5 January 2012

Major landslide in the Philippines – at least 25 killed, many more reported missing

Posted by Dave Petley

The first major landslide of 2012 has occurred just five days into the New Year.  Early this morning a landslide occurred at the gold mining community of Napnapan village, which is in the area of Pantukan township in the Campostela Valley on the island of Mindanao in the Philippines.  The landslide, which is reported to have happened during heavy rainfall at about 3 am struck at least 50 dwellings.  To date 25 bodies have been recovered, with up to 100 more people reported missing.

The Campostela Valley is undoubtedly a global hotspot for devastating landslides.  This is due to a combination of steep terrain, very heavy rainfall, poor communities and unregulated gold mining.  Indeed, the community that has been destroyed is a mining village, although at this stage it is unclear as to whether this was a factor.

News about this disaster remains sketchy, primarily because the site is very remote.  The National Disaster Risk Reduction and Management Council are posting bulletins.  At the time of writing, Bulletin No 2 confirms that 25 people are known to have died, 16 people have been injured, eight people are known to be missing, and up to 150 in total may be buried.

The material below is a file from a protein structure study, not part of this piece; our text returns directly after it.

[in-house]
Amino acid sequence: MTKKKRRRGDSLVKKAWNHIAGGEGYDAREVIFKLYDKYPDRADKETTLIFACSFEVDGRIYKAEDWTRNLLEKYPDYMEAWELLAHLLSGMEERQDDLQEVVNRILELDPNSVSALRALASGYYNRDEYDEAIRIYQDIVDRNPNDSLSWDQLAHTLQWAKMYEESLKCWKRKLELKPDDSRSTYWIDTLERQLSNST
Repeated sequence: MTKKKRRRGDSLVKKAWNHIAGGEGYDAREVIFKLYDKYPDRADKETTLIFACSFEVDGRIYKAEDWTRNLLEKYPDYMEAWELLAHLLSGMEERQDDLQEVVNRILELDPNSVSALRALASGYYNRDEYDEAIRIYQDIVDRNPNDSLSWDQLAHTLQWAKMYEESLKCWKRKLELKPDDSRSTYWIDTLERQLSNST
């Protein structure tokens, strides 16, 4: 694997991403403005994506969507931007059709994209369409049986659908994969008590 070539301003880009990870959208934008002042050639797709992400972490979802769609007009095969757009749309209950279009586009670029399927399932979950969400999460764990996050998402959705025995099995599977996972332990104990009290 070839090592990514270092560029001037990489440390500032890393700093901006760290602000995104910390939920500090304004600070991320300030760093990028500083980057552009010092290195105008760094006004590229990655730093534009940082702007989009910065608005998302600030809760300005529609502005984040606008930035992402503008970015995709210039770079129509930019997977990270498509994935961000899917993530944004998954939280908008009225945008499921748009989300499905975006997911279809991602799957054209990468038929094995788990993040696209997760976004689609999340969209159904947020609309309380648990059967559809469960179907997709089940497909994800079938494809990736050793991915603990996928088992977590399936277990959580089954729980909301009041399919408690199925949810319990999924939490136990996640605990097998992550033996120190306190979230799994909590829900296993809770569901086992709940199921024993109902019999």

The best overview image of this landslide that I have been able to track down to date is this one, from Newsday:



This does seem to concur with the suggestion in the newspaper articles that the landslide has struck the centre of this small community.  Given the steepness of the terrain the movement rate was probably very fast.  The location of buildings close to both the crown of the landslide source, and to its lateral margins, does suggest that there may have been some human activity in this area.  Given the steepness of the terrain and the lack of obvious agricultural activity, mining must be a strong possibility.  Some newspaper reports suggest that cracks had been previously identified on this hillslope.


Meanwhile ABS-CBN have this image of the source area: